Stock buybacks are expected to reach or surpass $1 trillion by the end of this year, but businesses have already spent more on buybacks than they've spent on their own business operations according to Goldman Sachs.
According to Goldman Sachs, aggregate share repurchases (or buybacks) rose by nearly 50 percent to $384 billion in the first half of 2018. That tops the $341 billion spent on capital expenditures, which are rising at the fastest pace in at least a quarter century.
“For the first time in 10 years, buybacks are garnering the largest share of cash spending by S&P 500 firms,” writes chief U.S. equity strategist David Kostin. “Capital spending has typically represented the largest single use of cash by corporations, a position it has held for 19 of the past 20 years.”
Awash with cash in light of a lower tax burden, corporate executives are electing to spend more on making themselves smaller rather than bigger -- a bet that’s rewarded shareholders.
Republicans said passing their tax cuts for corporations and the rich would lead to a wave of business investment that would be passed down to workers in the form of higher wages, but that obviously hasn't happened.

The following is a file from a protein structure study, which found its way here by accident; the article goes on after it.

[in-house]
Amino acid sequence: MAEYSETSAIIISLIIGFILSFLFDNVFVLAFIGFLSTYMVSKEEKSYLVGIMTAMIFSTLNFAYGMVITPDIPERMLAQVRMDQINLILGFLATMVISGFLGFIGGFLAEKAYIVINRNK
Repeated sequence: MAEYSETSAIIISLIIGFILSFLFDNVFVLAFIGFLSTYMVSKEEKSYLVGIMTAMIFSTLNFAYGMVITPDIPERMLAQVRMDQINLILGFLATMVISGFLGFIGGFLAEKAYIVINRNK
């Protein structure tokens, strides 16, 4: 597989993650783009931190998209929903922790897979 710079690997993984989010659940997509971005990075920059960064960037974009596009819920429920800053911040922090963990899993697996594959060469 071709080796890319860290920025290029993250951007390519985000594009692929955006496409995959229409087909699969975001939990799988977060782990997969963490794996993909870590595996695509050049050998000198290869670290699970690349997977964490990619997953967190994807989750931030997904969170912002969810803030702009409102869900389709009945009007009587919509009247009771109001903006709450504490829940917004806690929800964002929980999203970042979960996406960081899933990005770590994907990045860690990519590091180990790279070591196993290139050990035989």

Businesses have spent more buying back their own stocks than they've spent investing in their own business operations.
Business spending has increased and the economy has continued to add jobs, but that would have occurred even if Republicans had not touched the tax code. Passing the GOP's tax cuts just gave corporations a new way to funnel even more money to their richest executives and shareholders while providing no tangible benefit to average workers. The tax cuts have not led to major shift toward growing business operations at any major corporation that wasn't already planning to expand.
It'll be average workers who eventually pay for the tax cuts they never received much if any benefit from.
Republicans socialized the cost of handing another trillion dollars to people who were already rich.